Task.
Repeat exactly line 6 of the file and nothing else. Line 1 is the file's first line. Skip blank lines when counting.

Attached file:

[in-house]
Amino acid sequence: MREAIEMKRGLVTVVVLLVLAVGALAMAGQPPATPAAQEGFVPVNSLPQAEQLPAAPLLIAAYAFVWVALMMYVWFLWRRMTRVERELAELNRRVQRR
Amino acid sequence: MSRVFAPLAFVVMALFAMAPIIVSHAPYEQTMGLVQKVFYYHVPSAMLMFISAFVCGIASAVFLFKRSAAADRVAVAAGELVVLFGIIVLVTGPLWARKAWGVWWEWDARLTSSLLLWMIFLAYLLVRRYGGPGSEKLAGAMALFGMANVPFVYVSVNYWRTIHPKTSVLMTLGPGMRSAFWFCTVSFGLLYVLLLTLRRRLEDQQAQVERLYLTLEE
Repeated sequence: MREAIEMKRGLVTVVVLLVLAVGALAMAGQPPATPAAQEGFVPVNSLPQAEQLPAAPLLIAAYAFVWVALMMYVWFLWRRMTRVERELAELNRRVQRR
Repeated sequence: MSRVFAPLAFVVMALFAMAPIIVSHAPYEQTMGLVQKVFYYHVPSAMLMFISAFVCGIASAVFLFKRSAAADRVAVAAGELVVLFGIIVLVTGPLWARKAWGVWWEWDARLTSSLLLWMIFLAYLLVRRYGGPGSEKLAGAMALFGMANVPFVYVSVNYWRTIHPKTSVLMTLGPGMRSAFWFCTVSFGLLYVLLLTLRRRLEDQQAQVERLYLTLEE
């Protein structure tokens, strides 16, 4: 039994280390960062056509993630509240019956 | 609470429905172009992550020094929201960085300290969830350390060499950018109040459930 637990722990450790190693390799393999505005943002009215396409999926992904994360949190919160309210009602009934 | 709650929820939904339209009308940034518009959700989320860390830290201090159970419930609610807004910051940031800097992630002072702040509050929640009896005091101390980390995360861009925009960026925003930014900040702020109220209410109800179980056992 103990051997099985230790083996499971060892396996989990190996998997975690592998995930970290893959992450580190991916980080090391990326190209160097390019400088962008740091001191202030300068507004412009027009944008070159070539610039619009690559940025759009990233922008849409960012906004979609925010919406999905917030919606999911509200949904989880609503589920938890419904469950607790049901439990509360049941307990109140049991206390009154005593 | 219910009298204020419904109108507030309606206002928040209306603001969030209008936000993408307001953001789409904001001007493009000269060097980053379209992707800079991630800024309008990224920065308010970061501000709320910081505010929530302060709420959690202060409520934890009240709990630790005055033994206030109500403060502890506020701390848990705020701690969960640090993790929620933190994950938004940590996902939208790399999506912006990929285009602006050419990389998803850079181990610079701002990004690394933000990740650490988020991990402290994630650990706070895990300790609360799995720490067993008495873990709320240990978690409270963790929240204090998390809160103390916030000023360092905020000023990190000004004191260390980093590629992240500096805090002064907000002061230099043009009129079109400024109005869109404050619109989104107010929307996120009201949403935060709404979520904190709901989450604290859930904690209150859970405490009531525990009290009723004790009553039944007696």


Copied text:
């Protein structure tokens, strides 16, 4: 039994280390960062056509993630509240019956 | 609470429905172009992550020094929201960085300290969830350390060499950018109040459930 637990722990450790190693390799393999505005943002009215396409999926992904994360949190919160309210009602009934 | 709650929820939904339209009308940034518009959700989320860390830290201090159970419930609610807004910051940031800097992630002072702040509050929640009896005091101390980390995360861009925009960026925003930014900040702020109220209410109800179980056992 103990051997099985230790083996499971060892396996989990190996998997975690592998995930970290893959992450580190991916980080090391990326190209160097390019400088962008740091001191202030300068507004412009027009944008070159070539610039619009690559940025759009990233922008849409960012906004979609925010919406999905917030919606999911509200949904989880609503589920938890419904469950607790049901439990509360049941307990109140049991206390009154005593 | 219910009298204020419904109108507030309606206002928040209306603001969030209008936000993408307001953001789409904001001007493009000269060097980053379209992707800079991630800024309008990224920065308010970061501000709320910081505010929530302060709420959690202060409520934890009240709990630790005055033994206030109500403060502890506020701390848990705020701690969960640090993790929620933190994950938004940590996902939208790399999506912006990929285009602006050419990389998803850079181990610079701002990004690394933000990740650490988020991990402290994630650990706070895990300790609360799995720490067993008495873990709320240990978690409270963790929240204090998390809160103390916030000023360092905020000023990190000004004191260390980093590629992240500096805090002064907000002061230099043009009129079109400024109005869109404050619109989104107010929307996120009201949403935060709404979520904190709901989450604290859930904690209150859970405490009531525990009290009723004790009553039944007696």